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Comments:Add a Comment 
Irving
Staff Reviewer
January 10th 2011


7318 Comments

Album Rating: 3.0

The review is well-written (in prose), and the summary is win. For these two reasons alone I pos-ed, BUT I have a significantly huge problem with this review: it sounds like you're rating it harshly and giving it a 2.0 only because it's a soundtrack.

Here:

Those of you expecting a coherent, catchy and more traditional LP will be disappointed, the album being pockmarked with unfulfilling one minute orchestral tracks that fulfil an official soundtrack’s obligation to navigate the events of the movie in question.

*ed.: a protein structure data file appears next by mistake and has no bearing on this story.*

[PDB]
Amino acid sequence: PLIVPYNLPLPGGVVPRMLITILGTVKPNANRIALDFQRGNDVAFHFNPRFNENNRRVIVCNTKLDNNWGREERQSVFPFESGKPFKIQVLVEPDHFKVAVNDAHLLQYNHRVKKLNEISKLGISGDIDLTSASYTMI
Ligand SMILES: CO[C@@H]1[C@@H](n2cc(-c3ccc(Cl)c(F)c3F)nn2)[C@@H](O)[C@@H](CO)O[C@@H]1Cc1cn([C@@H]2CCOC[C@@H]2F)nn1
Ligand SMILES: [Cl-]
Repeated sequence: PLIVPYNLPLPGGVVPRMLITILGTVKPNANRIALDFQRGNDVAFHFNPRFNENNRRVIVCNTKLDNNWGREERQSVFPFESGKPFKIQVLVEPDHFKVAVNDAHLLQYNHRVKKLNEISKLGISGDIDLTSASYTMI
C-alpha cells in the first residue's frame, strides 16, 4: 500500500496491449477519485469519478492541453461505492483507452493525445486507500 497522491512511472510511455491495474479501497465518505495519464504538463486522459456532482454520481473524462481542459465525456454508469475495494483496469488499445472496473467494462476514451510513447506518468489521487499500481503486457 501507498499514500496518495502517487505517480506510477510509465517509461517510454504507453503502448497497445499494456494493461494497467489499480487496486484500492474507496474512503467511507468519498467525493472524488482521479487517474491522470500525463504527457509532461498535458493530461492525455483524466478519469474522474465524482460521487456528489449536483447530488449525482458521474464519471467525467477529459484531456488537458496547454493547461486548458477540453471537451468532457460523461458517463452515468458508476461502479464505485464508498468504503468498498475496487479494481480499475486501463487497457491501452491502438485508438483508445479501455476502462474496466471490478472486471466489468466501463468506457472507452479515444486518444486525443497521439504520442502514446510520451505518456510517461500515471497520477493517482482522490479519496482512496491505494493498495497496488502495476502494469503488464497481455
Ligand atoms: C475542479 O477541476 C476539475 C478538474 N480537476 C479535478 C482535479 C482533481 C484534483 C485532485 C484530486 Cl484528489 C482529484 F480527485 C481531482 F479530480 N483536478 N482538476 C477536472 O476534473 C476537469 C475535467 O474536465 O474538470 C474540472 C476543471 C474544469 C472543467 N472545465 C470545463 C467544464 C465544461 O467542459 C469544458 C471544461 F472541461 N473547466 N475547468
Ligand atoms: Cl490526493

Were you seriously expecting anything else?

Aesthetically it’s never pleasing nor does it tend to fill the listener with a sense of trepidation and excitement. Luckily, Daft Punk have avoided such inanity by keeping their titles consistent with both their back catalogue and the theme of the film, combining the two to suitably enigmatic effect. Here, we’re left with the mysterious selection of track names like "The Game Has Changed", "Armory" and "Arena" which, incidentally, happen to be three of the weakest tracks on the album.

This is the logical progression: dull song titles are bad -> Daft Punk stayed clear and named their songs somewhat interestingly -> but those songs are still bad. Lines like those leave me scratching my head, go "Wha...?", and confused as to what I should make of things.